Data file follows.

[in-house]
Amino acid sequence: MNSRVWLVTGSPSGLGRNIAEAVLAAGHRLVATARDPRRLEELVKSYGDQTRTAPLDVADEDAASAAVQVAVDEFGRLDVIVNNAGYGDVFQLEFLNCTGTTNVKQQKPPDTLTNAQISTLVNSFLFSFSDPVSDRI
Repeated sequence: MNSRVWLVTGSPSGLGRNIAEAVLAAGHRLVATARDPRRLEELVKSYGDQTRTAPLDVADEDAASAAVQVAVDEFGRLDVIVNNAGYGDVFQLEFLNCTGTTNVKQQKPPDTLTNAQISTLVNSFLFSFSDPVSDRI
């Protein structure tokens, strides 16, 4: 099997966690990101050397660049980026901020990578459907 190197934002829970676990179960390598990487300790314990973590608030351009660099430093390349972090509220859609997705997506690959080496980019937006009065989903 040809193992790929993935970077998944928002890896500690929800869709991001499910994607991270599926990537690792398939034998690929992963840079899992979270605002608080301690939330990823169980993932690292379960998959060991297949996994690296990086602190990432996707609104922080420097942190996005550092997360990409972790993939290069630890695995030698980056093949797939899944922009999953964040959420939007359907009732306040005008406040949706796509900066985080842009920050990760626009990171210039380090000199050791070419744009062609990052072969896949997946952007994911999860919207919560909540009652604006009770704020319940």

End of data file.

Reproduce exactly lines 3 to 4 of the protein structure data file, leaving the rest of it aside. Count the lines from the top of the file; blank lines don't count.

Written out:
Repeated sequence: MNSRVWLVTGSPSGLGRNIAEAVLAAGHRLVATARDPRRLEELVKSYGDQTRTAPLDVADEDAASAAVQVAVDEFGRLDVIVNNAGYGDVFQLEFLNCTGTTNVKQQKPPDTLTNAQISTLVNSFLFSFSDPVSDRI
């Protein structure tokens, strides 16, 4: 099997966690990101050397660049980026901020990578459907 190197934002829970676990179960390598990487300790314990973590608030351009660099430093390349972090509220859609997705997506690959080496980019937006009065989903 040809193992790929993935970077998944928002890896500690929800869709991001499910994607991270599926990537690792398939034998690929992963840079899992979270605002608080301690939330990823169980993932690292379960998959060991297949996994690296990086602190990432996707609104922080420097942190996005550092997360990409972790993939290069630890695995030698980056093949797939899944922009999953964040959420939007359907009732306040005008406040949706796509900066985080842009920050990760626009990171210039380090000199050791070419744009062609990052072969896949997946952007994911999860919207919560909540009652604006009770704020319940």